‘Bigger than coal’: Sugar’s sweet deal to power new biofuture

The sugar cane grown along Queensland’s coast could one day be turned into alternative protein, aviation fuel, bioplastic and green chemicals, with Mackay Mayor Greg Williamson declaring its value to the economy will be ‘bigger than coal’.

Mar 09, 2023, updated Mar 09, 2023
Queensland's sugar cane growers want a slice of the renewable energy action.(Photo: ABC)

Queensland's sugar cane growers want a slice of the renewable energy action.(Photo: ABC)

The latest project adding flavour to the mix is turning the molecules in sugar into an edible protein, where the texture and taste and nutritional value will be something close to milk and egg white.

Mayor Greg Williamson told guests at a Queensland Futures Institute breakfast in Brisbane that discussions were scoping sugar’s capacity to fill the world’s looming protein deficit due to climate challenges, pressure on land availability and population growth.

“We have 200,000 odd hectares of land that’s good quality agricultural land, but only 100,000 of that is dedicated to the growing of sugarcane at the moment,” Williamson said.

“So the potential to grow the industry is there.”

Joined by mayors from other regions in a panel discussion on regional growth opportunities, Williamson said talks with US investment groups seeking further information on the local industry’s progress towards building a protein alternative had just concluded.

“The scientists are telling us we won’t be able to feed the world’s population in 2050. And that’s not too far down the track,” he said.

“We have to produce protein for the world and sugar can do that. The potential for it is enormous.

“If we can use sugar to produce that it’ll be bigger than coal for Queensland.”

But Canegrowers CEO Dan Galligan said the protein product was still a “fair way over the horizon”, with other uses such as sugar-derived aviation fuel further ahead in the queue.

“We’re really just getting our heads around what an adaptable crop sugar is and I thank Greg for raising this so it opens up more more people’s minds to the exciting future this crop has,” Galligan said.

“We have technology development and market drivers accelerating a life for cane beyond supplying the world sugar market.

“What we’re looking for at an industry level are uses that complement our existing sugar supply chains.”

Williamson’s ambition for sugar comes as the State Government also swings behind sugar cane as key to fashioning Queensland as the “Asia-Pacific hub” in biomanufacturing and bio-refining, further enhancing the state’s desire to be a global leader in the production and export of renewables.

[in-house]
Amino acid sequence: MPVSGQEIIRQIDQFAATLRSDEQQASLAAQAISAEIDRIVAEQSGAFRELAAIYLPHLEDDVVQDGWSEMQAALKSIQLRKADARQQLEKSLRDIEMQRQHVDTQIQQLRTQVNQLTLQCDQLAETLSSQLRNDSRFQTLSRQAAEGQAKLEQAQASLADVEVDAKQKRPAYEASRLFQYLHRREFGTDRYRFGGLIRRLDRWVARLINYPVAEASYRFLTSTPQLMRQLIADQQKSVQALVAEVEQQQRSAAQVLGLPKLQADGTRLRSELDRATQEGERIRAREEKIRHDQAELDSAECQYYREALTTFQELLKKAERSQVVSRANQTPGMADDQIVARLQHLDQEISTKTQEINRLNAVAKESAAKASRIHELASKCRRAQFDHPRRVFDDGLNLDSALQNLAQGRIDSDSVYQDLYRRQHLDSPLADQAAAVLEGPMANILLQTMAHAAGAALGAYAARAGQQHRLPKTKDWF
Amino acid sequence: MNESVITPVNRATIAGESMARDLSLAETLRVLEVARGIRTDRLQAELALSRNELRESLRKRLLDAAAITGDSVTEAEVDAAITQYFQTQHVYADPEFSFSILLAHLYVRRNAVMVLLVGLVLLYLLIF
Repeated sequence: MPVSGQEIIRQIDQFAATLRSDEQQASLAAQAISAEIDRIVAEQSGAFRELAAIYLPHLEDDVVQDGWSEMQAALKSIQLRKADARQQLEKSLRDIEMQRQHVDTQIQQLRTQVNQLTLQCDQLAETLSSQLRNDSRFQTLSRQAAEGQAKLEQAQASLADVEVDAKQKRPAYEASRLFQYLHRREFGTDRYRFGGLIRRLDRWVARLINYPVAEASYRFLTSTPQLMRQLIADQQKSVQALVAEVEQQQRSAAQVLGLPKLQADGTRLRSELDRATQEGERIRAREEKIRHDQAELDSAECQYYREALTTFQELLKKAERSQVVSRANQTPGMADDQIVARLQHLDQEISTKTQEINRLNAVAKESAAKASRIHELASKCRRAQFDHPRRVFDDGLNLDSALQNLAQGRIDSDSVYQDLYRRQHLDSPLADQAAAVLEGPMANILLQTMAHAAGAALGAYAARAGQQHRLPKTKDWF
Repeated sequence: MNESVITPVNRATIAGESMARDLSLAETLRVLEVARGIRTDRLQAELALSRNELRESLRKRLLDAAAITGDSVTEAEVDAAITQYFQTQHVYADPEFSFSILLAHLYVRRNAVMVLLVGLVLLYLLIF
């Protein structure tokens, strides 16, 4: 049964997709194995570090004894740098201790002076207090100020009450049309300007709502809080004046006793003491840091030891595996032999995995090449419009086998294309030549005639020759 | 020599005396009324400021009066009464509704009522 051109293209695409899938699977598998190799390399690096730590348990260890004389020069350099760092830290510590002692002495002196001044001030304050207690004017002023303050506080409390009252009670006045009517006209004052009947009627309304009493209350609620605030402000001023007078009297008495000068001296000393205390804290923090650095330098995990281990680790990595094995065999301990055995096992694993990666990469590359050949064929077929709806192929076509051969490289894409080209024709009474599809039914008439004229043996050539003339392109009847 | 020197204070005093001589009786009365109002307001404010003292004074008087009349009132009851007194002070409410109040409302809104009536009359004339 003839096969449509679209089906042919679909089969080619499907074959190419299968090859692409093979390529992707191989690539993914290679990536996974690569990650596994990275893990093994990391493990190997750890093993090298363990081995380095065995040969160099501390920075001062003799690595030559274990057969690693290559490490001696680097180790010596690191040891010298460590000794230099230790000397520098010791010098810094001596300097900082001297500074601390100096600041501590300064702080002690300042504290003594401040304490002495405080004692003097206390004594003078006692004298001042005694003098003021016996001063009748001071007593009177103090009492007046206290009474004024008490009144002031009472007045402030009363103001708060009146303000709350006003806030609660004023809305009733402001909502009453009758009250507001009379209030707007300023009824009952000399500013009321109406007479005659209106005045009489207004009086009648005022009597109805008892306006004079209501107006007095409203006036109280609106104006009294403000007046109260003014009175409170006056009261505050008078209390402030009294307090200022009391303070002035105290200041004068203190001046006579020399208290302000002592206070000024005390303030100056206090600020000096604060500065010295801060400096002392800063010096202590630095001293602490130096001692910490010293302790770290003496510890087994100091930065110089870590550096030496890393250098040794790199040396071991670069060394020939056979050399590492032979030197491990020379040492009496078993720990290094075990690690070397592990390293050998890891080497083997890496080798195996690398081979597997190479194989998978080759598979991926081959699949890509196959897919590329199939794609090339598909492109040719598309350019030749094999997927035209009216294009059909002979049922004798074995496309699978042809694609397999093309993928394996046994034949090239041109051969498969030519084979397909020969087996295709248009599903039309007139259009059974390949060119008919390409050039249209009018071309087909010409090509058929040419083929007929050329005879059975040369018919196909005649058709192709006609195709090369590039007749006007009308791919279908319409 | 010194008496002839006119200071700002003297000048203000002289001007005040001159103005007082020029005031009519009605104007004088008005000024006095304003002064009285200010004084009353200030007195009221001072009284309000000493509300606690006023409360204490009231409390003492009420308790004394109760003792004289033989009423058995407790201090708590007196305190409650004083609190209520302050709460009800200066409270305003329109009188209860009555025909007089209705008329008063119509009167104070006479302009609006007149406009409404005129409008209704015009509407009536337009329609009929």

Deputy Premier Steven Miles announced last year further investment in the QUT Mackay Renewable Biocommodities Pilot Plant (MRBPP), a research and development facility that converts biomass (the plant material from sugar cane) into biofuels, green chemicals and other bioproducts.

The expansion of the research facility is part of the government’s $350 million Industry Partnership Program, which is attached to an even larger $5.84 billion ‘Queensland Jobs Fund’.

QUT’s engineering faculty deputy dean and Queensland’s biofutures industry envoy, Professor Ian O’Hara, said the funding would be used to test a wider range of new and emerging technologies at scale.

“This expansion is critical to support companies seeking to supply new products for the future foods and other biomanufacturing industries, enabling them to rapidly demonstrate their technologies and products for market testing,” O’Hara said.

“As a result, the facility will support the growth of a range of Australian companies and attract new investors into the Mackay region, creating new jobs and supporting a profitable future for the Australian sugar industry.”

Mackay Mayor Greg Williamson at the Queensland Futures Institute breakfast in Brisbane on March 9.

The development comes as University of Queensland researchers have found a way to more efficiently convert sugarcane into a building block of aviation fuel and other products.

By zeroing in on a specific enzyme, a UQ team working in collaboration with the Technical University of Munich (TUM) has sped up the slowest step in processing sugar into a chemical called isobutanol.

Professor Gary Schenk from UQ’s School of Chemistry and Molecular Biosciences said isobutanol from a renewable resource could be used to make fuels, plastics, rubbers and food additives.

“Our research into this particular enzyme means we can accelerate the production rate and yield of isobutanol from sugarcane, ultimately enabling biomanufacturers to make diverse products at scale sustainably and efficiently,” Schenk said.

The breakthrough ‘cell-free’ production method allows a ten-fold increase in the volume of isobutanol that can be derived from sugar, about 250 grams per litre of liquid cell culture.

“The cell-free method gives biomanufacturers more control and results in much higher yields, meaning a higher return on their investment and a more sustainably produced product – it’s a win-win,” Schenk said.

“One limitation in creating bulk products like aviation fuel with a cell-free process has been the availability of enough enzymes but developments in enzyme engineering and production mean large-scale production is now achievable.

“We’re only at the dawn of what is a very exciting age in this space.”


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